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Sioux Falls, S.D.: I am submitting this early because while you're online today, I'm joining a team of professionals to ask our state's Board of Education to pursue policy changes to strengthen health education and physical education in our schools. Our state's largest school district recently CUT the high school graduation requirements related to health education and physical education by two-thirds, citing the need for more "flexibility" for students to take advanced classes and still have time for electives. How can schools balance the need for higher academic requirements with the imperative need for health and physical education throughout a student's high school career?

Susan Levine and Rob Stein: Susan here ... The No Child Left Behind Act has been a frequent target on this point. Educators have cut time for subjects such as PE and recess because of their concern for time spent on tested areas like math and reading. Some critics feel that if NCLB included a physical activity standard, the pendulum might start swinging back. Beyond that, there have been a number of interesting studies about how children learn better when they're regularly given a chance to blow off steam and energy during the day.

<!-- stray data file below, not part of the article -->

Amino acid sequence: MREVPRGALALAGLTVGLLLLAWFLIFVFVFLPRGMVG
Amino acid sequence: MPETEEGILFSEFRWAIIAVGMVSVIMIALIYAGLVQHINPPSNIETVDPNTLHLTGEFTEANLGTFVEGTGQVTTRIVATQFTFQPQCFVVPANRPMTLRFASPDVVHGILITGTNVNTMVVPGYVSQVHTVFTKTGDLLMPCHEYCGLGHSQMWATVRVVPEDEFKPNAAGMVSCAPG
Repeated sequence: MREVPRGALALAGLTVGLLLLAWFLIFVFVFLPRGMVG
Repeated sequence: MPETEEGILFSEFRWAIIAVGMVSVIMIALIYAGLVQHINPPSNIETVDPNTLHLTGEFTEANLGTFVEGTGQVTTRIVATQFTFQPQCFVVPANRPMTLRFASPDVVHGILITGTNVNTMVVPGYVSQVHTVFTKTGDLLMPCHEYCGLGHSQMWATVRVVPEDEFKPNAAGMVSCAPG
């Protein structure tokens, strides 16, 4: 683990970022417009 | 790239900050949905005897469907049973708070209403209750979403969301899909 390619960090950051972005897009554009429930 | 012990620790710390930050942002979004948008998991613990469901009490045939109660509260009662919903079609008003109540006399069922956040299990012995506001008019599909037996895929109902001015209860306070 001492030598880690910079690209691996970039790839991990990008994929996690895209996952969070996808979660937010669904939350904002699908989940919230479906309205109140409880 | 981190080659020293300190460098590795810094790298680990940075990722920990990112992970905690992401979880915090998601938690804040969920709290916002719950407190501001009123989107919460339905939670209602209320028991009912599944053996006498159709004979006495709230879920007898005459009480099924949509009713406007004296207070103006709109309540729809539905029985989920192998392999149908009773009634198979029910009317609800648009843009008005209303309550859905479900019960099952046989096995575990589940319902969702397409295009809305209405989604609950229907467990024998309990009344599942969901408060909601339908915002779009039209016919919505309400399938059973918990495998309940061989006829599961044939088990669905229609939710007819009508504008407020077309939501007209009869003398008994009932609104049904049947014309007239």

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Baltimore, Md.: I work in an Annapolis public school that has free breakfast for all students. Honey Buns (30g fat), Pop-Tarts, and strawberry milk are the choices. There is cereal, but no kid takes it. They qualify as nutritious enough because the manufacturers enrich the products with vitamins. But ... BLECH. What is standing in the way of limiting breakfast choices, given the captive hungry audience, to less junky options?

Susan Levine and Rob Stein: Susan here ... Sen. Tom Harkin would love to hear from you! He's been trying for a dozen years to improve the nutrition standards for school breakfasts and lunches. His effort failed again this year. Interestingly, other countries have cracked down on this much more. Mexico, as today's story noted, is cutting whole milk and flavored, sweetened milk from its schools, as well as sodas.